White wines to drink in a winter wonderland

6 whites for the cold winter

Photo by Town Hall Brands for Bartier Bros.
Photo by Town Hall Brands for Bartier Bros.

It’s almost beaten into our suB.C.onscious wine brains: drink red wine in winter, whites in the summer. While a big, robust red is perfect for warming your heart on a cold winter’s night (or cold winter’s day, you drunk!), this is as good a time as any to enjoy some white wine.

Before you ask why on Earth you would drink a chilled wine on a chilled day, first off, I’ll say, “What kind of rationale is that?” It’s not like you warm your red wines in winter. You’re a bastard if you do.

After the Christmas holidays, we still go out, visit friends, and eat a variety of foods, despite our efforts to eat healthier in the new year. The cold weather still means we get home later in the day and still order take-out. White wines are often the best choice for popular take-out options (though red wine and pizza still gets my vote), especially with Vietnamese or Thai cuisine, or even good old-fashioned North American style Chinese food. The Germanic varieties such as riesling, and gewürztraminer are the rock stars here.

Personally, I like the civility that comes with drinking a nice white in winter, if nothing else. Having the best wine for the meal is more important than the season.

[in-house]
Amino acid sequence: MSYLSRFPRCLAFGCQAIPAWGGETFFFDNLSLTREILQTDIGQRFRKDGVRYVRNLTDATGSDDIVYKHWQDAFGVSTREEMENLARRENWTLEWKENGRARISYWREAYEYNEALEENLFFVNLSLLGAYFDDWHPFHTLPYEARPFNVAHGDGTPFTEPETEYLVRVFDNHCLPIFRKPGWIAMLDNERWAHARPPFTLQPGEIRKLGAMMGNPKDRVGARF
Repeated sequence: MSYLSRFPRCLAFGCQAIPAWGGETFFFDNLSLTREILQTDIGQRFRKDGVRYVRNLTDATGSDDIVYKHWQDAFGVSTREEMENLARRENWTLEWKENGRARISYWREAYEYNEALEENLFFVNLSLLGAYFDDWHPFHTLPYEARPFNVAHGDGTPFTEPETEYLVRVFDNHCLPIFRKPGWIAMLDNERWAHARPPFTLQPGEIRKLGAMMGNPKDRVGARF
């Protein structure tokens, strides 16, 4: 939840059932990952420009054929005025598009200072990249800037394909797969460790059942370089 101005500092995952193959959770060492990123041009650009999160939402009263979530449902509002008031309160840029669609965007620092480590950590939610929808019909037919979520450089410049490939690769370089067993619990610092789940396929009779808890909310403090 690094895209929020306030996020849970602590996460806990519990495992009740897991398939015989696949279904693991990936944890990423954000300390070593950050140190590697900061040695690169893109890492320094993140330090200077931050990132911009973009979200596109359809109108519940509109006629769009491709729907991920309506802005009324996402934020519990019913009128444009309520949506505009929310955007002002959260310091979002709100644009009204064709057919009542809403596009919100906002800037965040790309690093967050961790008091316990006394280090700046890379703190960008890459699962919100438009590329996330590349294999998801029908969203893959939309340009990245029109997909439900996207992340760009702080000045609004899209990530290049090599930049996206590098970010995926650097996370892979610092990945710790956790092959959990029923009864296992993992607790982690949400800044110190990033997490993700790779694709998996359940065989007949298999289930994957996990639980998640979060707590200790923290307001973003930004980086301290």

Tinhorn Creek 2013 Gewürztraminer, B.C.

A really great example of what this grape is doing in the Okanagan. Lychee, mandarin orange, peach, and rose petal aromas on the nose and palate with only the barest hint of sweetness. I love pairing this with ham, Asian cuisine, or poultry of all types, including turkey if you aren’t sick of it yet.

B.C. $17, AB $25, ON $25


Bartier Bros. 2013 Semillon, B.C.

A new grape to my pantheon of holiday wine picks, semillon is relatively uncommon in Canada. Green apple fruits with apricot and a touch of herb and cactus leaf. In the mouth, it's fresh and clean with mineral, herb, and plenty of acids before a velvety finish. I’m calling ham as the best pairing, but I think this would really shine with salmon or turkey sandwiches, too.

B.C. $18, AB $23


JoieFarm 2013 A Noble Blend. B.C.

The only blend in this line up, it’s also a favourite around my house year-round. With plenty of sweetness, the fruits are elevated to new levels of ripeness with plenty of apple, lime, and oranges. A touch of spice and some really nice acids round it out. Drink anytime or with anyone.

B.C. $24, AB $34


CedarCreek 2013 Ehrenfelser, B.C.

Another unusual grape to enjoy this holiday season, ehrenfelser is a cross of riesling and sylvaner. Slightly waxy on the nose with spice, it’s also floral and fruity. A little sweetness (well balanced by acid) is great against all those ripe tropical fruits. I think it will be a stunner on the table, but it should also handle seafood, or desserts that aren’t too sweet.

B.C. $19, MB $22, AB $23


Quails’s Gate 2013 Dry Riesling, B.C.

Riesling isn’t always sweet. Smelling this wine, you’ll pick up mineral notes with lime and apple. Bright acids and a pinch of sweetness come through on the palate, but that acidity will get you salivating for some full-on, rich winter fare such as chicken stews or even some Indian cuisine.

B.C. $17, YK $19, MB $20, AB $23


Kettle Valley 2012 Gewürztraminer, B.C.

Very French in style for gewürztraminer. A lot of restraint; look for citrus fruits, mangoes, grapefruit, and lychee on the nose with plenty of consistency on the palate. Silky smooth in the mouth, it really opens up into a beautiful glass of wine. Matches well with seafood of almost all types or with game birds, even pork.

B.C. $23, AB $25